Did you really “fall” in to recruitment?

Did you really “fall” in to recruitment?

768 410 Louise

How often do we hear of people claiming that they “fell” in to recruitment. It occurred to me this morning that in some respects this is quite a ludicrous comment to make. “Falling” in to recruitment implies that there was no thought process involved at all, you couldn’t help yourself, you had your hands tied behind your back. Is that what really happened?

If you take a moment to stop and think now, for those in recruitment, there will be a reason WHY you chose recruitment. For me, I started out as a recruitment consultant trainer delivering courses across the South to trainee and experienced recruiters. And I simply thought one day….I want a piece of that! I wanted the thrill of the chase, the opportunity to make a difference and not forgetting the ability to earn more than a standard basic salary and so I started People Prospect Solutions. So I can’t claim I fell in to it at all, in fact it was a very considered decision.

I wonder if people feel comfortable using the term as an excuse when you decide that recruitment isn’t for you anymore. Who wants to admit that a well thought out decision about a career didn’t turn out well in the end, far easier to claim it was never your intention to be a recruiter in the first place. Or perhaps you don’t want to admit that you were turned on by the money and hadn’t really investigated what recruitment was all about in the first place.

Does it really matter I hear you say? Well in a way, yes it does. How many times do we hear the reverse from a candidate at interview who says I went to University to study, knowing that I always wanted to be a recruitment consultant? Or I took a job in telesales to get experience knowing that recruitment was my ultimate goal. Very rarely in 16 years of working in rec to rec!. And there in lies the issue. People (I generalise) don’t see recruitment as a career and never will do when social media portrays recruitment as one of those jobs that you “just end up doing”. Come on, let’s celebrate the positive reasons why people move in to recruitment! Perhaps you saw your best friend buying a flash car at 25 after receiving a big commission cheque and it spurred you on so you investigated recruitment and went hell for leather to do the same. Or you wanted a sales career and could see how success in recruitment could lead you to a director role in the future. To attract new recruiters to the industry, we need to make it an attractive career proposition and not just “another sales role” and a big part of that is making sure that potential new recruiters see the huge benefits that this industry can offer.  So let’s STOP saying we “fell” in to recruitment and let’s give real tangible reasons why.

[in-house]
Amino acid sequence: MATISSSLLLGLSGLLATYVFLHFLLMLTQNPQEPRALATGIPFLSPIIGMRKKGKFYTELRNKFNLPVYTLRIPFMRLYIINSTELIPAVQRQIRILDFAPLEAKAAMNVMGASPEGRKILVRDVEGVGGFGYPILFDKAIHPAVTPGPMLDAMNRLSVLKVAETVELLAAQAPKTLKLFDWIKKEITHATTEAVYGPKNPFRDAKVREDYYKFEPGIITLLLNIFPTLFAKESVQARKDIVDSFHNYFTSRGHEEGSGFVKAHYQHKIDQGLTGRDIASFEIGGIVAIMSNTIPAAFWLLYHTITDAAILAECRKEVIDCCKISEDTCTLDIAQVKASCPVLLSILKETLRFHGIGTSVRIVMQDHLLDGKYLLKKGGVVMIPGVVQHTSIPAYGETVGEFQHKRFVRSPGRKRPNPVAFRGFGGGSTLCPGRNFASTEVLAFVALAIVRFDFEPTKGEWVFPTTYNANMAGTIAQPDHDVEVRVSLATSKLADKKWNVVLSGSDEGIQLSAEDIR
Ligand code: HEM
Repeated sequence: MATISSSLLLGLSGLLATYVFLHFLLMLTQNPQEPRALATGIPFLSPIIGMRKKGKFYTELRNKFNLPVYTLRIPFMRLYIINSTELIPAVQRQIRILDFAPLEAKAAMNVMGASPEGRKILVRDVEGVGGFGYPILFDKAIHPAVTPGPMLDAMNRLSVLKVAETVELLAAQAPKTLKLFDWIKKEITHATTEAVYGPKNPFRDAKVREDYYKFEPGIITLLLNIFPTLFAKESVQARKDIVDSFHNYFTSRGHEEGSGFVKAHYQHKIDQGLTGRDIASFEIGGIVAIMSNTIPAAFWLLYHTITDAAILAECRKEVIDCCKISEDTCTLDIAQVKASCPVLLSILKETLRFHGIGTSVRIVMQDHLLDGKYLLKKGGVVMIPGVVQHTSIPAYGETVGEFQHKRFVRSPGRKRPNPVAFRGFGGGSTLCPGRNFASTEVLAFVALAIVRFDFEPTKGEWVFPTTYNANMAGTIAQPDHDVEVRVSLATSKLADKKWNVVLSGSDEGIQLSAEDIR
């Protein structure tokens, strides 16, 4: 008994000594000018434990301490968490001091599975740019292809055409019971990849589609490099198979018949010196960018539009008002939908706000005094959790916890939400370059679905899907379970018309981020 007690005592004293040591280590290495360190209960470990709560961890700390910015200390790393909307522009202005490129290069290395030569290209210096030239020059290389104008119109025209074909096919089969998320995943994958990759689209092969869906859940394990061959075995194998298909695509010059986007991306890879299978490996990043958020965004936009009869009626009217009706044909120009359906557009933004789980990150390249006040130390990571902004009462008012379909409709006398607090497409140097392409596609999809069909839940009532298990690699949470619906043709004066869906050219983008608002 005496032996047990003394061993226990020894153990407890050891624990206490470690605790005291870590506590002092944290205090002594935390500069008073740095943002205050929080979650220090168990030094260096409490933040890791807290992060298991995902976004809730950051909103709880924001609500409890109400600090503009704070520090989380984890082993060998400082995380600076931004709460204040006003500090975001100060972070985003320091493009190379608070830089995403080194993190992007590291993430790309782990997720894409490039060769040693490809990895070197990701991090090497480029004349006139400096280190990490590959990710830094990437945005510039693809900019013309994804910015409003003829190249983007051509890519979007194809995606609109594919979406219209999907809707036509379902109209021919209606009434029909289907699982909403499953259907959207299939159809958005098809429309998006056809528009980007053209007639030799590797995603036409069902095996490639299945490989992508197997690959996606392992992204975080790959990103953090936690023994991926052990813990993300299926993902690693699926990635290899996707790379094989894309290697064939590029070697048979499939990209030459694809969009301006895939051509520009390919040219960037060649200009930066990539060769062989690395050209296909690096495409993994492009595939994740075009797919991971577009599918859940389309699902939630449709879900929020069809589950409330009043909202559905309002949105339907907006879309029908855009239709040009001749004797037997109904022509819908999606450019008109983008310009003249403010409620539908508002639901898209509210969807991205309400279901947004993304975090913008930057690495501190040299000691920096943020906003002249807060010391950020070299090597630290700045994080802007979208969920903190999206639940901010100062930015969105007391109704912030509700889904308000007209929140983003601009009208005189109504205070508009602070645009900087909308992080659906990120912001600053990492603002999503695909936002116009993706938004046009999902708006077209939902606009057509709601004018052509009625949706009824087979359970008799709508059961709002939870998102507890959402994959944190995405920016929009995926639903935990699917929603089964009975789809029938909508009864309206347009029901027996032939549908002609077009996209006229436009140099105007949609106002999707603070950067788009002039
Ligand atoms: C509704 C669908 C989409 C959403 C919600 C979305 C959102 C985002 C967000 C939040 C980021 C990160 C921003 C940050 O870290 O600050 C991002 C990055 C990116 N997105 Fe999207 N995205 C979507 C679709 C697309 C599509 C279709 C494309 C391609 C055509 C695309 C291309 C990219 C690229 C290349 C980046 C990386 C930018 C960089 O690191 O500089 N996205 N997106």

I am keen to hear from you. Why did you choose a career in recruitment?

  • Tondra Chatman 31st August 2017 at 5:54 pm

    Personally for me, it was about being on the other side of the table, being able to be the one interviewing, and able to change lives one person at a time. I also wanted to step out of my comfort zone for personal growth and a new skill set.

  • Rachel 1st September 2017 at 5:06 pm

    Hi Louise. I did actually ‘fall’ into recruitment almost 8 years ago and have been extremely successful. I had always been in sales and had a recruitment business as one of my clients back in 2009, they asked me if I would be interested in working with them and explained what it entailed. I was young and interested in a change so decided to give it a go. My next move was much more calculated in terms of my career within recruitment but I would describe my first recruitment role as a ‘fall’!

    I would say that the difficulty is outside the industry most people do not understand what recruitment is. They do not realise it is essentially a sales role and most people that pursue a career in recruitment do it because they “want to help people” – when interviewing a potential recruiter that isn’t an answer you want to hear! Yes we help people, yes we change people lives, but we have to fight hard and sell sell sell at every stage which isn’t for the faint hearted!

    • Louise 4th September 2017 at 8:36 pm

      Thank you Rachel for your comments and for sharing your story. I agree that there needs to be a lot more education around what the recruitment role involves. It is such a shame for us to see so many recruiters leave within their first 6 months and one of the reasons given is not wanting to work in a sales role. I often wonder if people fabricate the truth slightly at interview because we are in such a candidate short market! Best wishes, Louise

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